“In fact, in conjunction with the CBN, we have given them a deadline of six months within which to sell those shares to credible operators approved by the BPE and NERC and should they not be able to meet that deadline, they can be given a maximum extension of another six months. So in one year, they should be out of the DISCOs.”
Recall that the Distribution Companies (DisCos) are responsible for the sector’s revenue collection. While there was clamour for an increase in tariff, the sector’s inability to improve on the collection and reduce losses, a basic part of DisCos’ Key Performance Indicators, as well as inability to make remittance to the Bulk Electricity Trading Company remained serious concern for the sector.
A power sector analyst, Adetayo Adegbemle noted that the CBN’s role in protecting the collapse of the banks from power sector loan remained sacrosanct, adding that the indebtedness of the power sector to the banks would have led to their collapse.
“I love the fact that CBN came into the power sector, not just to save the power sector, even though they have roles to play in the sector, they came in to save their own banking sector.
“The loans that the power sector took from the banks have become bad and if you do not do anything, it is going to be on the books of the banks. So CBN backing the banks to take-over the shares is a good thing for CBN,” he said.
President of the Nigerian Consumer Protection Network, Kunle Olubiyo said the takeover has helped in averting massive job losses and prevented imminent collapse of the banking industry due to toxic loans.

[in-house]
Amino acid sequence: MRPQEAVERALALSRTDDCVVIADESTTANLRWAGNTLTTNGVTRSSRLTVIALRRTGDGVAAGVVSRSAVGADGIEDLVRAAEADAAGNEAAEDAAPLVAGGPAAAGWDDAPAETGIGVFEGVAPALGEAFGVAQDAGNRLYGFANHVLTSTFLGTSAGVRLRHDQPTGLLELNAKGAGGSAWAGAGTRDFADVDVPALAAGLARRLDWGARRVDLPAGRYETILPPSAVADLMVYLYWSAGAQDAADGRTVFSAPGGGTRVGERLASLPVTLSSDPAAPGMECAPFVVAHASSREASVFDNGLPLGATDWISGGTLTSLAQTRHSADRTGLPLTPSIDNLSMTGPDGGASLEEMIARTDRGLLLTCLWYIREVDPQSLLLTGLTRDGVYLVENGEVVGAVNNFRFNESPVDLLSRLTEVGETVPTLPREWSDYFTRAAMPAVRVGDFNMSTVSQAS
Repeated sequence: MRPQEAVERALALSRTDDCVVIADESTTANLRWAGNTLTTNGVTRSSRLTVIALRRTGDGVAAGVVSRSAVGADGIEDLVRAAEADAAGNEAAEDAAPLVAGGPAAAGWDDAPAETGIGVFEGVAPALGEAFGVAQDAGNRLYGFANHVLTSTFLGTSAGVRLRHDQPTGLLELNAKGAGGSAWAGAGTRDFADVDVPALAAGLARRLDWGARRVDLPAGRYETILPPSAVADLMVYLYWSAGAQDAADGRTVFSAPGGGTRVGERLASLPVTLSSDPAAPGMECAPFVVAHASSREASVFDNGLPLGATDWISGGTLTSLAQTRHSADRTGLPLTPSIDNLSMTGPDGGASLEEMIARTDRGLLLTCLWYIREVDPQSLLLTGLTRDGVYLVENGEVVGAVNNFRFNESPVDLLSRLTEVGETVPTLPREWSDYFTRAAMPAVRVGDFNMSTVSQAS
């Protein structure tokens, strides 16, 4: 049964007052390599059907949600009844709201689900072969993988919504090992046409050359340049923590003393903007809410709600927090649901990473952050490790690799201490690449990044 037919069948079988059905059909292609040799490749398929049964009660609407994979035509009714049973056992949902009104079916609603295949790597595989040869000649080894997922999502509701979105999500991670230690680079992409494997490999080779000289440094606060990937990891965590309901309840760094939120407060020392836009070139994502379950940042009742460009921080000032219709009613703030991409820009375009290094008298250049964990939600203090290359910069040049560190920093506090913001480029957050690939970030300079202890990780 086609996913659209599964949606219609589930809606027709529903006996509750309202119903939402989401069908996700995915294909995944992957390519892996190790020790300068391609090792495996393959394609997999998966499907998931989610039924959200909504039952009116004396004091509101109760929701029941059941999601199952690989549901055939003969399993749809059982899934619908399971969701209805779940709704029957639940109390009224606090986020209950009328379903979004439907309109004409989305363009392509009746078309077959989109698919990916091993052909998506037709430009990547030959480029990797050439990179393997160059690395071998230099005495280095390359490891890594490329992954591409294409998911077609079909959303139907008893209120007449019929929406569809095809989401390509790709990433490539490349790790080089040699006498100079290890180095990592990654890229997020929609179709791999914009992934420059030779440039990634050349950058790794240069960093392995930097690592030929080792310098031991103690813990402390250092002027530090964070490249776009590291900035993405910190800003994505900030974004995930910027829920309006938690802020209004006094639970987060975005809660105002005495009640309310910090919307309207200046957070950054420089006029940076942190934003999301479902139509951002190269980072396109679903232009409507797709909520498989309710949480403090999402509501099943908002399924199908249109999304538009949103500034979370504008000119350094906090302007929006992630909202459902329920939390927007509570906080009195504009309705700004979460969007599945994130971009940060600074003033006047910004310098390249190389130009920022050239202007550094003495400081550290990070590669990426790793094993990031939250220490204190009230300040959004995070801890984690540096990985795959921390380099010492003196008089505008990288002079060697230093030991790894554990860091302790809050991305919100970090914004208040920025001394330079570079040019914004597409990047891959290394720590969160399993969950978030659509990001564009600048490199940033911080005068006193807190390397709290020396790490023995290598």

According to him, those who were the pioneer investors in the DisCos are Nigerians, who meant well but lacked the requisite technical requirements of the original financial bidding benchmarks and technical bidding benchmarks as originally set out as thresholds for financial diligence as well as the technical due diligence.
“What is most important is our ability as a nation to rally round indigenous investors with the right financial muscles, who in turn can put together an assemblage of professionals with collective cognate experiences of working in the business of management of power generation, transmission and distribution value chain to apply and take over. I am quite sure that in the next one, the present crop of receivers managers would have learnt a lot from the multifaceted sector wide learning curves,” he said.